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The American Cancer Society (ACS) estimates there were 68,720 new cases of melanoma and 8,650 deaths from melanoma in the United States in 2009. The lifetime risk of developing melanoma, says the ACS is about 1 in 50 for whites, 1 in 1,000 for blacks and 1 in 200 for Hispanics.
According to the National Cancer Institute, part of the United States National Institutes of Health, women who use tanning beds more than once a month are 55% more likely to develop malignant melanoma, the most deadly form of skin cancer. Frequent tanning bed use increases both men's and women’s risk of developing skin cancer.
Everyone has risk for melanoma, but the people most at risk are those who with the following characteristics or factors:
- Fair skin.
- Moles (especially multiple).
- Easily burned by the sun.
- Subject to excessive sun exposure, including individuals who work in the marine industry or outdoor construction jobs.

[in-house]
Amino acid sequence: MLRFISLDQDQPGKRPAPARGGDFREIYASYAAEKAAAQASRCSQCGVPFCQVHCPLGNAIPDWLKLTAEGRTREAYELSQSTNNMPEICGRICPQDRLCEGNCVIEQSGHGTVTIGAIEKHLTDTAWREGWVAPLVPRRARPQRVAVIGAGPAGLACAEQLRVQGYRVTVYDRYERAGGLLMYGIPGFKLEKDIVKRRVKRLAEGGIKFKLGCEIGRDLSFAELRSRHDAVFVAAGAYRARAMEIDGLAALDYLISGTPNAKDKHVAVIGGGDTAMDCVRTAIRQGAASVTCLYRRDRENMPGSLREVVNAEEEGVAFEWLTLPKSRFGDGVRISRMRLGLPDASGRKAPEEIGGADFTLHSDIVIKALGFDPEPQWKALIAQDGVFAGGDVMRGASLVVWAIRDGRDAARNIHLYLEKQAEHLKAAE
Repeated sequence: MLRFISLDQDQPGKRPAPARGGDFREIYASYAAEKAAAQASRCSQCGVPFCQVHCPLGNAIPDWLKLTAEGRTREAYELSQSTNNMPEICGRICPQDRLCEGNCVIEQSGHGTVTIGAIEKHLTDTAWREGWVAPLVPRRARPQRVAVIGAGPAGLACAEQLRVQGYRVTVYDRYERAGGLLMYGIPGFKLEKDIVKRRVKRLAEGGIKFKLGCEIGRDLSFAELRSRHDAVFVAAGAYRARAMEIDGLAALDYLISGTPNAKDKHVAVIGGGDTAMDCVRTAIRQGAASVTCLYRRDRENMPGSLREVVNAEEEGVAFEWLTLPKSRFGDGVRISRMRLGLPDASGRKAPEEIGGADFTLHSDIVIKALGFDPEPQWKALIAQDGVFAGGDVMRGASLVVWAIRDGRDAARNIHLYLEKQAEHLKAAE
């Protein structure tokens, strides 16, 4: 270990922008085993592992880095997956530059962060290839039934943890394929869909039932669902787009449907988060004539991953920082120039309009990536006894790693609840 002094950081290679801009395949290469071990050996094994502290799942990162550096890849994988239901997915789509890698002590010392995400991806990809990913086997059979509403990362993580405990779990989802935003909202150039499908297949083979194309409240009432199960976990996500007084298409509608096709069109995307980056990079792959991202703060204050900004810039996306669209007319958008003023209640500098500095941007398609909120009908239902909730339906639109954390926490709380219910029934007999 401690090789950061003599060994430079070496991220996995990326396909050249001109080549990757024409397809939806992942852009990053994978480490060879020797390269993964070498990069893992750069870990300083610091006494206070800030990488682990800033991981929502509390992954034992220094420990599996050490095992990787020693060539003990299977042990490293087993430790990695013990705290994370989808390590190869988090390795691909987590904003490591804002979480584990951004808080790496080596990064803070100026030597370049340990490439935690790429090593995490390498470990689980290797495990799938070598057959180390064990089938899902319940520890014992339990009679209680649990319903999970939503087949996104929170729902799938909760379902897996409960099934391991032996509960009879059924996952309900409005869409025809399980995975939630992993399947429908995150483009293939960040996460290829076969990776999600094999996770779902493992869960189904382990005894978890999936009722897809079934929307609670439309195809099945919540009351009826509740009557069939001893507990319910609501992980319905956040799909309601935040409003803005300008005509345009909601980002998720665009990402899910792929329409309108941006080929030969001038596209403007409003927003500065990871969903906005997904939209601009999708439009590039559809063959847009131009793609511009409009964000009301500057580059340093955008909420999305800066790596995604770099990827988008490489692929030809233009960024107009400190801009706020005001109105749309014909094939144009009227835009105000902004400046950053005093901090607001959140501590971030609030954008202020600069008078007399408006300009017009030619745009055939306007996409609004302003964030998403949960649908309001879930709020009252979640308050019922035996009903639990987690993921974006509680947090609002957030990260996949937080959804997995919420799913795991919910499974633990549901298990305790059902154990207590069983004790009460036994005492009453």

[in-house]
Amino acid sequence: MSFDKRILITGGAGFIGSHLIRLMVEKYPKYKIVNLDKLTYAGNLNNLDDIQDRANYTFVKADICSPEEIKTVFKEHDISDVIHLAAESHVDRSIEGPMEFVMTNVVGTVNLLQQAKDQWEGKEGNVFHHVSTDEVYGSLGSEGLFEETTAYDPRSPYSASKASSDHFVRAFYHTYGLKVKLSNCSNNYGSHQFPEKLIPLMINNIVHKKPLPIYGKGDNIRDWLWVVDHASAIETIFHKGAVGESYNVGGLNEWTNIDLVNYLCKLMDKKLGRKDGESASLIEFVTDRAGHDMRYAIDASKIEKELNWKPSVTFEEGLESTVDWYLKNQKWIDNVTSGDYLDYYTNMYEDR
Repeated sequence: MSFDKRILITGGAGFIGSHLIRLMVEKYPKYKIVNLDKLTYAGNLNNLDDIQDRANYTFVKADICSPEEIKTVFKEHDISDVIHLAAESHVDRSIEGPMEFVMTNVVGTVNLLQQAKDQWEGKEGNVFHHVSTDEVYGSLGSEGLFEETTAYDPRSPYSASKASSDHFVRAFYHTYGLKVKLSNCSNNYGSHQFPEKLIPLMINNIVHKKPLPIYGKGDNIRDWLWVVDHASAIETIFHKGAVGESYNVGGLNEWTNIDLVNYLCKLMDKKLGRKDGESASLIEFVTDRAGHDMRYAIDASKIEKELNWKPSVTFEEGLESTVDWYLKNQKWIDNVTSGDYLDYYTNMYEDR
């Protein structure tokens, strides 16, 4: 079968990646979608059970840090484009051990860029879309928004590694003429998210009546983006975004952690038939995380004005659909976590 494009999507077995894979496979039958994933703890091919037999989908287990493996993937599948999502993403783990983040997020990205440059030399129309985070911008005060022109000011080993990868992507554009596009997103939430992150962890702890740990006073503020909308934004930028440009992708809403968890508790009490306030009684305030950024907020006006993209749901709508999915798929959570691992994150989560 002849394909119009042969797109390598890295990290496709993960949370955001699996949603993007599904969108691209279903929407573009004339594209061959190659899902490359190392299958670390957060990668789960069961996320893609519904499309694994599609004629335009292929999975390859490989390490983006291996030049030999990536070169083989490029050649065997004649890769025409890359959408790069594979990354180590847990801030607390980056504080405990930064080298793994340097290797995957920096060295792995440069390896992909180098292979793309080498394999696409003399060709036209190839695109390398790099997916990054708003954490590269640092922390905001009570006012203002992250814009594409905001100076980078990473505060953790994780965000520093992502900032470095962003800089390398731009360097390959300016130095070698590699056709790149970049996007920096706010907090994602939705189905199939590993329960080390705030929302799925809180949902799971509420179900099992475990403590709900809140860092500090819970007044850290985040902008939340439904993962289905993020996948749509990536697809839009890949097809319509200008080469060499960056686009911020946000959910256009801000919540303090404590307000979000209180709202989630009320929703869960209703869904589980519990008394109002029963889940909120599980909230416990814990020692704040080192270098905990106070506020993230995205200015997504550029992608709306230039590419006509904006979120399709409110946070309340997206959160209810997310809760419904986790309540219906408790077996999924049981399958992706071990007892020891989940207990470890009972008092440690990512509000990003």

- Family history or personal history of skin cancer.
Lastly, although darker complexions provide more protection from the sun, dark-skinned individuals can still develop skin cancer. Regardless of your skin tone, caution should be taken and excessive sun exposure should be avoided.
Important: This content reflects information from various individuals and organizations and may offer alternative or opposing points of view. It should not be used for medical advice, diagnosis or treatment. As always, you should consult with your healthcare provider about your specific health needs.